A red squirrel chattered outside the camper. Wet from three days of rain, the squirrel looked absolutely miserable but went about its daily business. Staring out through the windows of our camper Barb and I watched the rain forming puddles around the truck and listened to the constant drumming on the roof. It had been raining for 18 straight hours and we were starting to get a little stir crazy. Games and books helped but it is only a matter of time before I started looking at Barb out of the corner of my eye like Jack Nicholson in The Shining.
That is pretty much how our 5 days in Denali National Park went. Rain, rain and more rain with only several hours of respite between showers.Mount McKinley, (renamed Denali last year) at an elevation of 20,320 feet is the highest point in North America. With a towering peak like that you would think you could be able to see it from miles away right? Well on a clear day you can but the truth is that McKinley creates its own weather and it is most often hidden by cloud cover. In fact, only about 1/3rd of the visitors to Denali National Park ever see the mountain. With rain forecasted for most of the time during our visit that was our big question would we see the mountain while we were in the park?
The park itself covers 6.1 million acres but only has one road which is 92 miles in length. Of which visitors can only drive about 19 miles without a special pass. The remainder of the travel must be done on tour buses which will take you from the visitors center to the end of the road at Kantishna or any combination of points in between depending on what kind of pass you buy.We had originally planned on staying 5 days at the Teklanika (Tek) Campground at mile 29 and buying a tour bus pass ($34 each) which would allow us to explore the park. But here’s the thing about staying at Teklanika, once you pass the checkpoint at mile 19 and park your vehicle at the campground you cannot drive your vehicle at all during your stay and have to stay a minimum of 3 days relying solely on the bus for transportation. We were okay with that part of the equation but after friends Les and Sue stayed there and told us how long the bus rides were we knew we were in trouble. They said that the bus ride to end of the road was about 6 hours one way even without any hikes, the 12 hour round trip would be way too long to leave Daisy in the camper. Even the shortest trip is 2 ½ hours one way, throw in a three hour hike and again we were pushing Daisy’s limits. So we changed our reservations from 5 nights at Tek to 2 nights at the Savage River Campground at mile 12 and the remaining 3 nights at Tek.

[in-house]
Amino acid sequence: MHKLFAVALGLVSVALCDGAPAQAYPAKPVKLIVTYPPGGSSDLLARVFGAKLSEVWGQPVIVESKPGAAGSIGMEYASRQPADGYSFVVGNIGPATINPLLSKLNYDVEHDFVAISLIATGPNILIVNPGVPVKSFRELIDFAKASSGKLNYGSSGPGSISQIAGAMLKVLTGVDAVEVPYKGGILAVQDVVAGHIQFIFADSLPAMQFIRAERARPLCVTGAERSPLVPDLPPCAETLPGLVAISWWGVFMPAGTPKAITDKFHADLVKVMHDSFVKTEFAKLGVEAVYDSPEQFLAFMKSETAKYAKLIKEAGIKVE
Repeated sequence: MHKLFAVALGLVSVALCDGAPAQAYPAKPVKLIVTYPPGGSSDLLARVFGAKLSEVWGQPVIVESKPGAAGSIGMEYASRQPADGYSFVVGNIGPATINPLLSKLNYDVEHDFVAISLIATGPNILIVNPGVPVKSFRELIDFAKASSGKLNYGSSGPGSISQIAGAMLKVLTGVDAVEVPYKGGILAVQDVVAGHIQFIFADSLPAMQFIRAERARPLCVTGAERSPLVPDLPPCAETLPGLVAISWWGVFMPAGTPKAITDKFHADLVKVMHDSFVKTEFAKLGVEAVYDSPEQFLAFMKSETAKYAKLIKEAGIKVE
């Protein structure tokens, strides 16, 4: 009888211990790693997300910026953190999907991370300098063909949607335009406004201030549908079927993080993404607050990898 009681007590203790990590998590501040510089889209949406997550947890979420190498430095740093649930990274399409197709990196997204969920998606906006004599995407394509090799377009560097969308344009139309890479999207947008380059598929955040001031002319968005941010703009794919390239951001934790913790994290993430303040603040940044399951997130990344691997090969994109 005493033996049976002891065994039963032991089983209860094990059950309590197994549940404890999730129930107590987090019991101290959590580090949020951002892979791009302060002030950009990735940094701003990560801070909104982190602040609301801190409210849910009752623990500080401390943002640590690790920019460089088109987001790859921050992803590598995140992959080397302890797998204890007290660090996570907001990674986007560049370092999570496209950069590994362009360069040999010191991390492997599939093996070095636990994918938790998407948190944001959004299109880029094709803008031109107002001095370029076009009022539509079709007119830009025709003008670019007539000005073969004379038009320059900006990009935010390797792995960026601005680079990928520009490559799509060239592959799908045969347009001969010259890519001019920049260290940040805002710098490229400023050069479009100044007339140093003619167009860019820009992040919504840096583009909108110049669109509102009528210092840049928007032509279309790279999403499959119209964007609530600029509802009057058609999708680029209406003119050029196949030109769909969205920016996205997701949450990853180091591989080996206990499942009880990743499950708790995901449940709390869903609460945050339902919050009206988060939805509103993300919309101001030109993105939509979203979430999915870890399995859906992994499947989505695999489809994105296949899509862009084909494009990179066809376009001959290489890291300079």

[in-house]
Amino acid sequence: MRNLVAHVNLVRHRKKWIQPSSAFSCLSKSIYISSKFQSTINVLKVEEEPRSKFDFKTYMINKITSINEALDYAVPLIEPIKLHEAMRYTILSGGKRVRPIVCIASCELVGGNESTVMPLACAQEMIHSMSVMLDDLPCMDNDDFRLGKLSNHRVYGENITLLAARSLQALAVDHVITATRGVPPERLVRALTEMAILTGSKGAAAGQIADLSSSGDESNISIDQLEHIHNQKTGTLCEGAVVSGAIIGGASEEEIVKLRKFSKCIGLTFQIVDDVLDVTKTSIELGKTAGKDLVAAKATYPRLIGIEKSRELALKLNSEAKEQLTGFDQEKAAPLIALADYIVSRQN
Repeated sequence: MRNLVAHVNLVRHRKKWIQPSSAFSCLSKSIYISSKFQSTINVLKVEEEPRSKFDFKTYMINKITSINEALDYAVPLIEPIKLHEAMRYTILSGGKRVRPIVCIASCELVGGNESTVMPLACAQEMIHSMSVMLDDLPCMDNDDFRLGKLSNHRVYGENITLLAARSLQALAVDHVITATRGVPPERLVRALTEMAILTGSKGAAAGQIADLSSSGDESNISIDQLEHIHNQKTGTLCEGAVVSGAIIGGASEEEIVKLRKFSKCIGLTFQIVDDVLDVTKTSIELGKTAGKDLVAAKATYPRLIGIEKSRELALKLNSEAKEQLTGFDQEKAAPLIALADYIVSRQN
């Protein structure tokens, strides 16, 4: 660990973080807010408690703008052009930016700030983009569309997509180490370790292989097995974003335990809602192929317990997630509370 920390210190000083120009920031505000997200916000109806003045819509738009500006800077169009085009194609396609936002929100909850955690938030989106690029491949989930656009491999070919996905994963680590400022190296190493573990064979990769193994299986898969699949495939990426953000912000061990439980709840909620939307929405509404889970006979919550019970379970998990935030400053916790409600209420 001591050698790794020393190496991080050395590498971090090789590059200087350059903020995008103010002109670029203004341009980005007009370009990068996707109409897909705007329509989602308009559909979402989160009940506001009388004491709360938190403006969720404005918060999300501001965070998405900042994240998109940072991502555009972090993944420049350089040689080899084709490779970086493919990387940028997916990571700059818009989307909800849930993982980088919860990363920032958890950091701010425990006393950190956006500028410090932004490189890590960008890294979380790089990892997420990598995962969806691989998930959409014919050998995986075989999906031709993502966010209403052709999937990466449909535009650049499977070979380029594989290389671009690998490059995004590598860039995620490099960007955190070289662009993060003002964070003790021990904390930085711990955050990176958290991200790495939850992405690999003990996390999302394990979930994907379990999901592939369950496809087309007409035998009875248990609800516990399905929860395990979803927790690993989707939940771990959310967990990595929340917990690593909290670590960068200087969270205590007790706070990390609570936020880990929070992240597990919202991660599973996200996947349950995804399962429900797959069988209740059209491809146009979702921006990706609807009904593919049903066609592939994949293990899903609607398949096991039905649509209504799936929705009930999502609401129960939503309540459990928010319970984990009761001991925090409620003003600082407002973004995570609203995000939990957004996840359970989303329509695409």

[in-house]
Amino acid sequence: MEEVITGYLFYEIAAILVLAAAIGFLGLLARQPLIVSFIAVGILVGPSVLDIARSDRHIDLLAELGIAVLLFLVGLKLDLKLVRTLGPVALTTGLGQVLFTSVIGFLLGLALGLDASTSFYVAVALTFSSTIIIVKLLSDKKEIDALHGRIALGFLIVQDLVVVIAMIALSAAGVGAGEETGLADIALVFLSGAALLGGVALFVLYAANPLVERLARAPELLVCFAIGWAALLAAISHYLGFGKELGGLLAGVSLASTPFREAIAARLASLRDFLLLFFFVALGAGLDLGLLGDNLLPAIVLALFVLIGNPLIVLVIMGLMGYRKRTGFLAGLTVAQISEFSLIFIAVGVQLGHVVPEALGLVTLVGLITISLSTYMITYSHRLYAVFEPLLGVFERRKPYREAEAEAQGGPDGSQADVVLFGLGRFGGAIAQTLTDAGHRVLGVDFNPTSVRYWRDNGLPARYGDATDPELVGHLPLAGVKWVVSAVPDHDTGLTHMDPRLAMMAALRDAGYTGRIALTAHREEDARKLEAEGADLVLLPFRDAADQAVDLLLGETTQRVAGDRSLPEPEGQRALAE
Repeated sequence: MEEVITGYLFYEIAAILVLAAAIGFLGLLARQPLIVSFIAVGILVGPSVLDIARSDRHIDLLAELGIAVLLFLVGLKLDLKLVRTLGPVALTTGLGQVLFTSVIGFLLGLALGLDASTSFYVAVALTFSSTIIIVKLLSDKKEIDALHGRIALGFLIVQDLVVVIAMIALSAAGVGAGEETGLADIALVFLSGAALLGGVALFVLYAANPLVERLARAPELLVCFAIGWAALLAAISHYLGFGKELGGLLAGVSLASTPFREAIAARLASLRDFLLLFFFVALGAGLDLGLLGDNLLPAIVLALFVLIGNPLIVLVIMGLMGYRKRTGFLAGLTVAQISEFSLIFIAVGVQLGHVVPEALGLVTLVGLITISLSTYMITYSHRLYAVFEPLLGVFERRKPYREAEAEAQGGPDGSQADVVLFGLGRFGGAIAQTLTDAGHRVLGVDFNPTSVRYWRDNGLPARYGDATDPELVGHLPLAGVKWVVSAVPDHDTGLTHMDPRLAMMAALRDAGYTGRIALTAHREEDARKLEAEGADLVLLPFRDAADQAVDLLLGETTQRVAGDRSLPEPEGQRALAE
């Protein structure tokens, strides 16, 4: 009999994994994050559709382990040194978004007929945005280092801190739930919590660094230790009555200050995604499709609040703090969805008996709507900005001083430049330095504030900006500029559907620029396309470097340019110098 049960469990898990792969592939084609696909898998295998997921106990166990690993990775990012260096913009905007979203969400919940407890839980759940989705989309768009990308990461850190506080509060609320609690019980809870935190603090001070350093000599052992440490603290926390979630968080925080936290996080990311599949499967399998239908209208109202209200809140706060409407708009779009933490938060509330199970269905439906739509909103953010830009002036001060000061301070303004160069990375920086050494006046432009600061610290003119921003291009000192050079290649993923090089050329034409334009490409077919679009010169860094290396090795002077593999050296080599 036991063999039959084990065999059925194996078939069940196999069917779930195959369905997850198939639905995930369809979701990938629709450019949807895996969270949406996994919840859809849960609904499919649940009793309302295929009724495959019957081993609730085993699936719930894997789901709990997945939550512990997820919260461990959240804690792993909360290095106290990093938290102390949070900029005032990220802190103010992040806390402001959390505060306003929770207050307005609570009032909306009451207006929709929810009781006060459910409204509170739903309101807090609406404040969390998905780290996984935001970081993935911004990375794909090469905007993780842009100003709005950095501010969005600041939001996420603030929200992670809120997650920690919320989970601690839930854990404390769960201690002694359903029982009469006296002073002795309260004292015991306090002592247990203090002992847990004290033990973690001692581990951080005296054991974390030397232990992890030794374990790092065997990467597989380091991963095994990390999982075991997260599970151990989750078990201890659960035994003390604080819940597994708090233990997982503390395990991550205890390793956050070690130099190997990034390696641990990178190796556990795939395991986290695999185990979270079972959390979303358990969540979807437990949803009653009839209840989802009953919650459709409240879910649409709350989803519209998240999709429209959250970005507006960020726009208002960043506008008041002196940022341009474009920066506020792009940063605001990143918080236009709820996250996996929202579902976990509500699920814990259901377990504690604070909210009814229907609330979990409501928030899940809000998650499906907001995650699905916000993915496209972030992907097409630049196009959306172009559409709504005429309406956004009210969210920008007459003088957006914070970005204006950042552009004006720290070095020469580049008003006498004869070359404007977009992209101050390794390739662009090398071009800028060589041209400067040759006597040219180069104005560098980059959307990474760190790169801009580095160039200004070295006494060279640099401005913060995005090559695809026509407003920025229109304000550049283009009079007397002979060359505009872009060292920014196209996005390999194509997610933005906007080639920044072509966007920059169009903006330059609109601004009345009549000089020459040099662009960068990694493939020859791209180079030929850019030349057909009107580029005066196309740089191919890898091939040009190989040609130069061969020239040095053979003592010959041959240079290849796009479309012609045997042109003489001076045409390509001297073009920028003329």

At Savage River we could drive the roads, hike the trails and manage our own time. We were still vacillating on whether or not to do the bus pass but after checking the forecast which called for 5 straight days of rain so we held off and took it day by day.
Be warned.... there is no diesel in Nenana Gulch right outside the park. You choices are Cantwell 30 miles south of the park ($3.20/gallan) or the town of Healy 10 miles north of the park ($2.85/gallon). You can guess which one we chose right? The one next door to the 49th State Brewing Company of course!
|Feeding on Hikers!|